Table 2. Factors Associated With Steatosis in Chronic Hepatitis C and Matched Patients With NAFLD at Univariate Analysis
 Grade 1-2Grade 3
  1. NOTE. Data (odds ratio and 95% confidence intervals) are adjusted for age, gender, and BMI.

Genotype-3 Chronic Hepatitis C      
Viral Load (>850 × 103 copies/mL)8.462.92–24.50<.0014.301.06–17.40.041
Cholesterol (mg/dL/25)0.740.55–0.99.0410.340.19–0.60.0002
Nonalcoholic Fatty Liver Disease      
Insulin (μU/mL/5)1.181.00–1.40.046   
ALT (mU/mL/10)1.181.05–1.33.0051.381.19–1.61<.001
Ferritin (μg/dL/50)1.181.05–1.31.0041.231.08–1.41.002
Blood glucose (mg/dL/10)1.311.02–1.68.0361.481.09–2.02.012
Hypertriglyceridemia (>150 mg/dL)   5.531.55–19.72.008

Variables Associated With the Severity of Necroinflammation.

In NAFLD, severe steatosis was identified by univariate analysis as the only significant parameter associated with severe necroinflammation (OR = 2.54; CI 1.09-3.84, P = .024), while none of the tested variables predicted the necroinflammatory grade of CHC-3.

Variables Associated With the Severity of Fibrosis.

At univariate analysis, in CHC-3, mild fibrosis was significantly associated with low total cholesterol levels, while severe fibrosis was correlated with insulin resistance (high insulin levels and HOMA-R) and a low platelet count (Table 3). In NAFLD, mild fibrosis was not associated with any of the tested parameters, whereas severe fibrosis was related to increased ALT and AST activity, insulin resistance (high insulin levels and HOMA-R), raised ferritin levels, and decreased HDL-cholesterol. In NAFLD, but not in CHC-3, fat grading was significantly associated with severe fibrosis (Table 3).

Table 3. Univariate Analysis of Factors Associated With Fibrosis in Chronic Hepatitis C and Matched Patients With NAFLD
  1. NOTE. Data (odds ratio and 95% confidence intervals) are adjusted for age, gender, and BMI.

Genotype-3 Chronic Hepatitis C      
Cholesterol (mg/dL/25)0.630.41–0.98.040   
Insulin (μU/mL/5)   5.011.37–18.34.015
HOMA-R   3.191.19–8.53.021
Platelets (109/L/10)   0.780.67–0.90.010
Nonalcoholic Fatty Liver Disease      
ALT (mU/mL/10)   1.121.02–1.23.020
AST (mU/mL/10)   1.261.03–1.55.028
Ferritin (μg/dL/50)   1.211.06–1.38.004
HDL cholesterol (mg/dL/5)   0.740.57–0.94.016
Insulin (μU/mL/5)   1.221.00–1.48.047
HOMA-R   1.181.01–1.36.031
Fat grading   3.371.57–7.21.002

Independent Predictors of Severe Liver Fibrosis.

Next, the variables significantly associated with fibrosis at univariate analysis were separately tested by multivariate analysis for their independent association with severe fibrosis in both patient cohorts (Table 4). In CHC-3, severe fibrosis was independently related to a low platelet count (OR = 0.78; 95% CI, 0.67-0.92; P = .003) and to increased insulin resistance, measured by the HOMA-R (OR = 2.98; 95% CI, 1.13-7.89; P = .028). 43% of CHC-3 patients with F3 (architectural distortion but no obvious cirrhosis) and 75% with F4 (cirrhosis) were in the upper quartile of HOMA-R values. The exclusion of cases with alcohol intake ≥20 g/day did not change significantly the predictive role of low platelets (OR = 0.84; 0.74-0.94) and HOMA-R (OR =3.67; 1.20-11.21). Finally, when the 40 patients without steatosis at liver biopsy were added into the analysis, platelet count (OR = 0.83; 0.77-0.91) and HOMA-R (OR =2.83; 1.14-7.03) were confirmed as the sole predictors of severe fibrosis.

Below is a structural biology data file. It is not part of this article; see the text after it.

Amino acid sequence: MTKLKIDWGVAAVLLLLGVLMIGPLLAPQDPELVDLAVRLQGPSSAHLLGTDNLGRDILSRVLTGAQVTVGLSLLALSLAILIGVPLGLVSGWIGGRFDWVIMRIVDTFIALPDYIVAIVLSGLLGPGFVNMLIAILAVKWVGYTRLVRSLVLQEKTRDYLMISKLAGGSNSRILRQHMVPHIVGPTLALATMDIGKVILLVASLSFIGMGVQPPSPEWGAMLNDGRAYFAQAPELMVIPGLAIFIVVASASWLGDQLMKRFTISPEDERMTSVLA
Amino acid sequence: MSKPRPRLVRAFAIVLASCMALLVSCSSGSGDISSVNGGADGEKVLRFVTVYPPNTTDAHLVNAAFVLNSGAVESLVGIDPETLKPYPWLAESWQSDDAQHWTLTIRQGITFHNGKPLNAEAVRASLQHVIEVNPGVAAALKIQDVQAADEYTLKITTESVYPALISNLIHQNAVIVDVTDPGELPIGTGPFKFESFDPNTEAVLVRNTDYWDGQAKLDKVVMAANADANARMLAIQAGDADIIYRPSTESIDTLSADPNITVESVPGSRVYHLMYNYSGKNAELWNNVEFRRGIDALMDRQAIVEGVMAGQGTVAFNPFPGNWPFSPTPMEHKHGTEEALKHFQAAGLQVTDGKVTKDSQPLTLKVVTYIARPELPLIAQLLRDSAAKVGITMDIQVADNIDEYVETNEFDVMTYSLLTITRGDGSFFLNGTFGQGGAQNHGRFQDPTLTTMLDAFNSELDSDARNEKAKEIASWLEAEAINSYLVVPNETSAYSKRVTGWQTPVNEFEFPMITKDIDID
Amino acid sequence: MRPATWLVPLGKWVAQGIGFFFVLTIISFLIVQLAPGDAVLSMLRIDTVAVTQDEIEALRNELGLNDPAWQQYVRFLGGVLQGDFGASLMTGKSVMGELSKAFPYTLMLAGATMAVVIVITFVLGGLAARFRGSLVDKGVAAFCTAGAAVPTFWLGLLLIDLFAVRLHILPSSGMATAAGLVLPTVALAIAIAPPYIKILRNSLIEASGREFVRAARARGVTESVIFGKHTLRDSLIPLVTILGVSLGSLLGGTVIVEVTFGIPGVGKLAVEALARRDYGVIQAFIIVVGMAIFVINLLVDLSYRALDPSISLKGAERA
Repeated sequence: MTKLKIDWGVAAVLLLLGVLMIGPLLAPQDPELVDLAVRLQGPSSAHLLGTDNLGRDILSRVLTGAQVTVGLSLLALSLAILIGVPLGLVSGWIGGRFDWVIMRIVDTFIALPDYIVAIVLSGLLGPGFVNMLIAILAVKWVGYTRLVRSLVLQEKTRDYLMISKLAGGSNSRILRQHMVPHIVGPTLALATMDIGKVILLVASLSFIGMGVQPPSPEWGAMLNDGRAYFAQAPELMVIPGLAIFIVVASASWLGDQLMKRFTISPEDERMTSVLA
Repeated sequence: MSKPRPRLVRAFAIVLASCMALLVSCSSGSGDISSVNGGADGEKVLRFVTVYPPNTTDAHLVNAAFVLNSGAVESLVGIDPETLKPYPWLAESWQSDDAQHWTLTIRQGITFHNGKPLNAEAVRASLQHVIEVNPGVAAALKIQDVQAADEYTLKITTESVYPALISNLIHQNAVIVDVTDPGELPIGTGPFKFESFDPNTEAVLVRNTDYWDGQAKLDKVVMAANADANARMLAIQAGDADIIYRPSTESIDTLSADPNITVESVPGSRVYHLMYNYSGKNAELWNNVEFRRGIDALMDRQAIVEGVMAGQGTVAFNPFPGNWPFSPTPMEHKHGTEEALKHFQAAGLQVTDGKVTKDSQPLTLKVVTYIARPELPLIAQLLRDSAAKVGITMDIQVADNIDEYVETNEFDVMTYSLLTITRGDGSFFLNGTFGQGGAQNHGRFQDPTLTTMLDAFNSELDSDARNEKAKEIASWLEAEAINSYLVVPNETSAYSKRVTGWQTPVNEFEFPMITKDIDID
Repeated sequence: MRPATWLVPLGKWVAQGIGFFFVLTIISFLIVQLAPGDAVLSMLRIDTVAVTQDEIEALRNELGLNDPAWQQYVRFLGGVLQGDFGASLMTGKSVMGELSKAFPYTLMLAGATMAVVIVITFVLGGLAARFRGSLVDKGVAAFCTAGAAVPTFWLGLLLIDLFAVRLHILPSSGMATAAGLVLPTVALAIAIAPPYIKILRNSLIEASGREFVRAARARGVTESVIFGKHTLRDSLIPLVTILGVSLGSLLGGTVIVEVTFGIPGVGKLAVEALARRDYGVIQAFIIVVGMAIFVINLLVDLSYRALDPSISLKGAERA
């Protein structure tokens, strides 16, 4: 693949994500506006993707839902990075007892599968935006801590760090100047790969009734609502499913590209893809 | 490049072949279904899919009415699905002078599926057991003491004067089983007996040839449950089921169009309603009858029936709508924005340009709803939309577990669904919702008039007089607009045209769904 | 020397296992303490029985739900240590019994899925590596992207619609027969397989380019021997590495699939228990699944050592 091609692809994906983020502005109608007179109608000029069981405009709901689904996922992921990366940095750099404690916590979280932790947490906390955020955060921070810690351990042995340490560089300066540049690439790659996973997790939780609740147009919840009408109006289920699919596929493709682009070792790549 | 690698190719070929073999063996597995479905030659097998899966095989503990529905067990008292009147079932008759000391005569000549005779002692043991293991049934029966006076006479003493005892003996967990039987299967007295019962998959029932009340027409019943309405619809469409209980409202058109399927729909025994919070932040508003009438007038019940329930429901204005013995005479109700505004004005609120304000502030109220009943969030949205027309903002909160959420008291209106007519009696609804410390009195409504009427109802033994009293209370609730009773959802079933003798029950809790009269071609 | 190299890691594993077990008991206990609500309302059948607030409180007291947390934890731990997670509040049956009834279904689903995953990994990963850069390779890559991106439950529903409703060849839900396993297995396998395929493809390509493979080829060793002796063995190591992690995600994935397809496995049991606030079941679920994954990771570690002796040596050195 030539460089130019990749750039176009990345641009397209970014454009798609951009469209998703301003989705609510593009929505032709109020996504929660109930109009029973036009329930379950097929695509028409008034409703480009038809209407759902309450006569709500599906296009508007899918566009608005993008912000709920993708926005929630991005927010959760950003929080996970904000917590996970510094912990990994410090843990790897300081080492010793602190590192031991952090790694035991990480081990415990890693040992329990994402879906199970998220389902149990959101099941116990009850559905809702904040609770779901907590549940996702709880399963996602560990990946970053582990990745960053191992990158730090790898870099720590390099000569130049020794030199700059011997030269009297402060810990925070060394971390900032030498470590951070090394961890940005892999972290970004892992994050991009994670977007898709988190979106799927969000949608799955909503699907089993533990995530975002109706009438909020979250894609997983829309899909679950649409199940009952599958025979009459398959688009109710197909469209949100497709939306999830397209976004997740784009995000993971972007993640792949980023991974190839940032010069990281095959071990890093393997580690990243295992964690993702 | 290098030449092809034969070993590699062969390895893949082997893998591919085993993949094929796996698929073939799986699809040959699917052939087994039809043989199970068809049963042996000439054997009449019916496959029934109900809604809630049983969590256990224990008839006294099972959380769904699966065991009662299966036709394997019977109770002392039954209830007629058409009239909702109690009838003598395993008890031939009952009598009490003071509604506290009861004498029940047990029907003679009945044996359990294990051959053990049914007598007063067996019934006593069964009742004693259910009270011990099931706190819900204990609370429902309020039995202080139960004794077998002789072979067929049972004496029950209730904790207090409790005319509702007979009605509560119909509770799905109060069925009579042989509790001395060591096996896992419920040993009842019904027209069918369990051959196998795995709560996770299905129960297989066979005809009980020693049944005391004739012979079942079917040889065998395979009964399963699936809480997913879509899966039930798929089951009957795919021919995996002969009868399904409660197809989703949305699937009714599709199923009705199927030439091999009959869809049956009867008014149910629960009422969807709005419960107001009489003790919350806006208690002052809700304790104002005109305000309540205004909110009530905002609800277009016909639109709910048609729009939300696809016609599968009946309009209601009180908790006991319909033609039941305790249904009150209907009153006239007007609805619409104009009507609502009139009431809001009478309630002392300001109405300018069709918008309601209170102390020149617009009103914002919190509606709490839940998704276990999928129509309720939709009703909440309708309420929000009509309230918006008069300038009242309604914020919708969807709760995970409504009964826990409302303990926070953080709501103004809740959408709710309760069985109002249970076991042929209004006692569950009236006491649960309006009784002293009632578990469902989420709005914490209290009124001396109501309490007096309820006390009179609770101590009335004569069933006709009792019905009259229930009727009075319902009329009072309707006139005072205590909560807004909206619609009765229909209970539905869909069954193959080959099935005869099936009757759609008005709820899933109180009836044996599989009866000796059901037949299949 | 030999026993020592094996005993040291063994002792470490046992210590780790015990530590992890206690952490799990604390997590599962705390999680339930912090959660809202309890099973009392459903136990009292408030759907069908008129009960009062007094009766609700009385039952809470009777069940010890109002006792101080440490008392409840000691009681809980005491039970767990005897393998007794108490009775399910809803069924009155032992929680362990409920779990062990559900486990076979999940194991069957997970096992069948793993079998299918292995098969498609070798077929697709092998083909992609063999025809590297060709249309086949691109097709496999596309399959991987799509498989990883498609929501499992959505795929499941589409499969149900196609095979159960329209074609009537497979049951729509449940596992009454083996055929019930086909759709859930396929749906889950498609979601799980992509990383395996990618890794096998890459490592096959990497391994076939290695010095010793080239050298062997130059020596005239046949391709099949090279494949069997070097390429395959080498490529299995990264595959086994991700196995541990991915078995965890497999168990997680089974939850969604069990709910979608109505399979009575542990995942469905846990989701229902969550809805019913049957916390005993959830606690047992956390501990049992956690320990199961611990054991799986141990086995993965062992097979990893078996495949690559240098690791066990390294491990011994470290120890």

Table 4. Multivariate Analysis for Factors Independently Associated With Severe Fibrosis in Chronic Hepatitis C and Matched Cases of Patients With NAFLD
 OR95% CIP
  1. NOTE. Data (odds ratio and 95% confidence intervals) are adjusted for age, gender, and BMI.

Genotype-3 Chronic Hepatitis C   
Platelets (109/L/10)0.780.67–0.92.003
Nonalcoholic Fatty Liver Disease   
Fat grading3.031.41–6.53.004
Ferritin (μg/dL/50)1.131.03–1.25.013

In NAFLD, severe fibrosis was independently predicted by histological fat grading (OR = 3.03; 95% CI, 1.41-6.53; P = .004), raised ferritin (OR = 1.13; 95% CI, 1.03-1.25; P = .013) and by insulin resistance (HOMA-R: OR = 1.16; 95% CI, 1.02-1.31; P = .021). Eighty-seven percent of NAFLD patients with bridging fibrosis and all NAFLD cases with cirrhosis were in the upper quartile of HOMA-R values. The exclusion of cirrhotic patients (stage 4 in both groups) did not change the association between HOMA-R and fibrosis stage in CHC-3 and in NAFLD.

The severity of fibrosis increased progressively according to the degree of steatosis in NAFLD, but remained almost unchanged in CHC-3 (Fig. 2). By contrast, when the severity of fibrosis was plotted as a function of insulin resistance (quartiles of HOMA), in both groups the relation was statistically significant (Fig. 3).

Figure 3.

Distribution of fibrosis according to the severity of insulin resistance (quartiles of HOMA) in Genotype-3 Chronic Hepatitis C and in Nonalcoholic Fatty Liver Disease. Fibrosis, scored according to Scheuer in CHC-316 and according to Brunt et al.15 in NAFLD, was redefined as absent (stage 0), mild (stage 1), moderate (stage 2) or severe (stage 3) (see text). The severity of insulin resistance was associated with fibrosis stage in both CHC-3 (r = 0.377; P < .001) and NAFLD (r = 0.290; P < .001), but the severity of fibrosis was remarkably higher in CHC-3.


The present study examined the role of steatosis resulting from differing etiologies and of insulin resistance in inducing liver fibrosis. To this end, we examined the relationship between liver fat, insulin resistance and fibrosis in two large cohorts of subjects with a similar degree of steatosis, in whom steatosis was principally of viral (genotype 3 CHC-3) or of metabolic (NAFLD) origin. Our results demonstrate that the association of steatosis with liver fibrosis is dependent on its cause, and highlights the importance of insulin resistance per se as a major determinant of liver fibrosis in liver disorders, irrespective of etiology.